Hyman Neil appears in the weird western novel Merkabah Rider: The Mensch With No Name, by Edward M. Erdelac. He unofficially hires the Rider, Mysterious Dave Mather, and Doc Holliday to find two thousand dollars in cash stolen in a train robbery outside Las Vegas, New Mexico.
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Re: Spurs and the Great West

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The Pelican Bay Light (or Port of Brookings Light) is a small, privately owned lighthouse in Brookings, Oregon, United States. It overlooks the Port of Brookings Harbor and the mouth of the Chetco River. Built as an addition to an existing house, Pelican Bay Light is maintained by the Cady family of Brookings.
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Re: Spurs and the Great West

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More versions of the ever popular railroad spike knife:
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Re: Spurs and the Great West

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Marymere Falls is located in Olympic National Park near Lake Crescent in Washington, United States. The falls are accessed by a one-mile, well maintained, dirt trail through old-growth lowland forest consisting of fir, cedar, hemlock, and alder trees. Falls creek descends from Aurora Ridge and tumbles over Marymere Falls and then flows into Barnes Creek. It has a height of 90 feet. The falls is one of the more popular attractions in the area, due to ease of access and proximity to U.S. Highway 101.
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Re: Spurs and the Great West

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Here's a nice century old saddle. The strap that holds a lariat is in an unusually high location.
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Re: Spurs and the Great West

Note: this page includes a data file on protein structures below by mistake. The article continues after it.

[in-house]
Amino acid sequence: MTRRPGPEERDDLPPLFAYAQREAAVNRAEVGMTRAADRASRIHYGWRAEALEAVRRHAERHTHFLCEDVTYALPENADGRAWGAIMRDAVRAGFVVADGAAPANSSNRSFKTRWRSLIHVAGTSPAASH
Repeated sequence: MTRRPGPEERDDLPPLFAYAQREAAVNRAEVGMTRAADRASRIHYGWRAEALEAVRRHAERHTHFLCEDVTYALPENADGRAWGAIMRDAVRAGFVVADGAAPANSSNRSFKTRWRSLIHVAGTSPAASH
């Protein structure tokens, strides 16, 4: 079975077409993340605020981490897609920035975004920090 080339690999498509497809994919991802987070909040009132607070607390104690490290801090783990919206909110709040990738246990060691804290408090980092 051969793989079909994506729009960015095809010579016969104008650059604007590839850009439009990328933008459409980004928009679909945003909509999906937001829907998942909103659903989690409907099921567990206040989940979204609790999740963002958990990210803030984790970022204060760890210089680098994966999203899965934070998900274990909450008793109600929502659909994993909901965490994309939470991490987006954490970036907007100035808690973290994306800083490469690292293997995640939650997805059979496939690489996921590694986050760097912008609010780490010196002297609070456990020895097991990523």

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Merwin, Hulbert, and Co. or Merwin Hulbert was an American firearms designer and marketer based in New York City which produced revolvers and rifles from 1874 to 1896. The firearms were manufactured by a subsidiary company, Hopkins & Allen of Norwich, Connecticut. Merwin Hulbert's designs had influenced other gunmakers of the time, such as Meriden Firearms Co., Harrington & Richardson, Forehand & Wadsworth, and Iver Johnson.

During the late 19th century, Merwin Hulbert revolvers were used by police departments of many cities in the eastern United States.

Joseph Merwin was involved with marketing and manufacturing revolvers as early as 1856 when he formed an arms company known as Merwin & Bray. This company folded after the end of the Civil War. In 1868 Merwin formed a partnership with William and Milan Hulbert, who owned 50% interest in Hopkins & Allen. Merwin and Hulbert not only designed firearms, but imported firearms and retailed firearms and other goods in a large sporting goods endeavor. Merwin and Hulbert additionally purchased several firearms manufacturers. Author Art Phelps opined that if Merwin and Hulbert had not marked the revolvers with the manufacturers name 'Hopkins and Allen' (known for inexpensive and poor quality weapons), the Merwin Hulbert would be as well known as Colt, Smith & Wesson, and Remington.

The company made numerous innovative designs such as folding hammers on their revolvers for pocket carry and a unique takedown system but was plagued by financial missteps. Payment for three sizable shipments to Russia were never realized. The bankruptcy of subsidiary Evan's Rifle Company cost Merwin and Hulbert $100,000. A company associate literally stole the firm's operating capital and disappeared. During 1880–1881, Merwin and Hulbert was in receivership, but it was able to recover.

After Merwin's death in 1888, the company became known as "Hulbert Brothers & Company". Hulbert Brothers declared bankruptcy in 1894 and in 1896 it was liquidated. Hopkins & Allen continued to manufacture Merwin Hulbert style rifles, primarily .22 and .32 caliber single shots, until 1916 when it went bankrupt and was bought the following year by Marlin Firearms.